According to Phillips, the ‘65 Razorbacks were an even better team than the ’64 team. They went through the regular season undefeated. During the ’65 season, McEachern said UT moved Tommy Nobis to the guard position specifically to block Phillips. Phillips still had 18 tackles.
According to McEachern, Phillips was, “unblockable, so quick and so savvy.”
All hopes of winning another national title ended in the Cotton Bowl, where LSU upset Arkansas, 14-10.
In the ’66 season, Arkansas again had a dominating defense, but they were upset at home by the Baylor Bears, 7-0, and then lost the season finale against Texas Tech, 21-16. Phillips still vividly remembers that Tech game.
“I had a terrible game against Texas Tech my senior year,” he said. “We should have won by two or three touchdown, but got beat. SMU went to the Cotton Bowl that year, and we beat them, 21-0. It’s a team game. Whether I played great or not didn’t matter if we won or lost.”
Part of the Hogs’ loss to Tech can be blamed on the unexpected death of one of their teammates. They had had the funeral the week before the game.
It was after that Tech game that Arkansas’ sports information director Bob Cheyne informed Phillips that he had won the Outland Trophy as college football’s best lineman.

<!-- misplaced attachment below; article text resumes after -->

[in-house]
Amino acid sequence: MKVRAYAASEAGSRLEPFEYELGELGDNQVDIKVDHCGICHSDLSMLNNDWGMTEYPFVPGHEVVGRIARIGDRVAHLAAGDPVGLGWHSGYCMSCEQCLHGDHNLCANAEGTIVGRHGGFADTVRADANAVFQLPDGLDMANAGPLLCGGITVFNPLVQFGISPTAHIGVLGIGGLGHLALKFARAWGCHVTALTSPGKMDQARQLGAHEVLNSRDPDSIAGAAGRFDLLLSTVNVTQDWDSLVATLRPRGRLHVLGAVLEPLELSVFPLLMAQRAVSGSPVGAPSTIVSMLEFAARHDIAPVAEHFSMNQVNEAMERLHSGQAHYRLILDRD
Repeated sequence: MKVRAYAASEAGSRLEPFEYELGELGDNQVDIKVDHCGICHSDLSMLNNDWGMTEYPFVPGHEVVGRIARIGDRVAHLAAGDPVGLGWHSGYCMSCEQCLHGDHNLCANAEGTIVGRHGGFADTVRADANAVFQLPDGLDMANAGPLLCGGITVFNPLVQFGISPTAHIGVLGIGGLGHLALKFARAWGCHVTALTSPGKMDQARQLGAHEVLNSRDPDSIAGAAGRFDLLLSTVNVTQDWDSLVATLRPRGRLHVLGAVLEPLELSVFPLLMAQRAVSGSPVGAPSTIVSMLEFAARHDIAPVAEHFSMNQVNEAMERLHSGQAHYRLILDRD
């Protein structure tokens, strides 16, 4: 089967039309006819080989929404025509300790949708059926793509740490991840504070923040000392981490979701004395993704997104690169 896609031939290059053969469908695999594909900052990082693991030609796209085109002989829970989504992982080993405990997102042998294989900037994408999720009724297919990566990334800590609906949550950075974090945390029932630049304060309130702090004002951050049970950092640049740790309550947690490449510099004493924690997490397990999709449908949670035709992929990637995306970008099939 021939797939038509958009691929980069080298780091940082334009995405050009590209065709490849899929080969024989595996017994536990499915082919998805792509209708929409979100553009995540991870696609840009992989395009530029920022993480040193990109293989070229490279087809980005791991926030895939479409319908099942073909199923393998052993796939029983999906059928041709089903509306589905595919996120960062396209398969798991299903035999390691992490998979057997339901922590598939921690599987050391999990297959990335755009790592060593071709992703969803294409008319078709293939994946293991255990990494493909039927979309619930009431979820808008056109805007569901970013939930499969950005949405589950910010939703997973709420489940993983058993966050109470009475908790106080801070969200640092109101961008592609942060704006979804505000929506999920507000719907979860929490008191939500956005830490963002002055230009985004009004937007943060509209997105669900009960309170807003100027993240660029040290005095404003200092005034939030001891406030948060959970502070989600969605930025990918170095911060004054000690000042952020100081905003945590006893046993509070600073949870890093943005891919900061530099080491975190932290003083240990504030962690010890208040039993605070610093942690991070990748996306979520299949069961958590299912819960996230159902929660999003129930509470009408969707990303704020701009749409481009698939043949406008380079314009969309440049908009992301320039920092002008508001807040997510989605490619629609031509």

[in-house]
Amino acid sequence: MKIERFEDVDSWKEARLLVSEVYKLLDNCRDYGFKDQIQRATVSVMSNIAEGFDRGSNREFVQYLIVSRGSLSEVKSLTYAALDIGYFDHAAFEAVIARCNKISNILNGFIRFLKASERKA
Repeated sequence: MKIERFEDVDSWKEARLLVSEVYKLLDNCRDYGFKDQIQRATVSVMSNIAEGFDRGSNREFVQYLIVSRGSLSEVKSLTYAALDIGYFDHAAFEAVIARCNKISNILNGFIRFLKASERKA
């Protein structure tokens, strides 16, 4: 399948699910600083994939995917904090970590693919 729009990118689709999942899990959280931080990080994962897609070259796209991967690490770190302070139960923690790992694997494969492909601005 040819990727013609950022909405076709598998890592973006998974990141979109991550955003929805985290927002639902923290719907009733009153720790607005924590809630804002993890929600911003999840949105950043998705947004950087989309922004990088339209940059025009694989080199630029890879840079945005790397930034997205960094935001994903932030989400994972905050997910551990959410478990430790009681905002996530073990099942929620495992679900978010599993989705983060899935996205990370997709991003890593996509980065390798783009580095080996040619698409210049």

“(He said,) I don’t deserve it. Tell them to give it to someone else,” Cheyne told Hawgsports.com in 2013.
After a long chat with Cheyne, Phillips finally agreed to accept the award for the school and his teammates.
After graduating from Arkansas, Phillips was taken in the first round by the Chicago Bears in the NFL draft. He played three years in Chicago and two years in New Orleans before retiring for health reasons.
During his school days, both in high school and in college, Phillips said he didn’t put too much effort into earning good grades. He did just enough to get by and remain eligible to play sports.
When he retired, though, he realized that he needed an education to support his wife and family.
He re-enrolled at Arkansas, earning a BA in education and later picking up a master’s in administration. Using those degrees, he became an assistant principal for 37 years.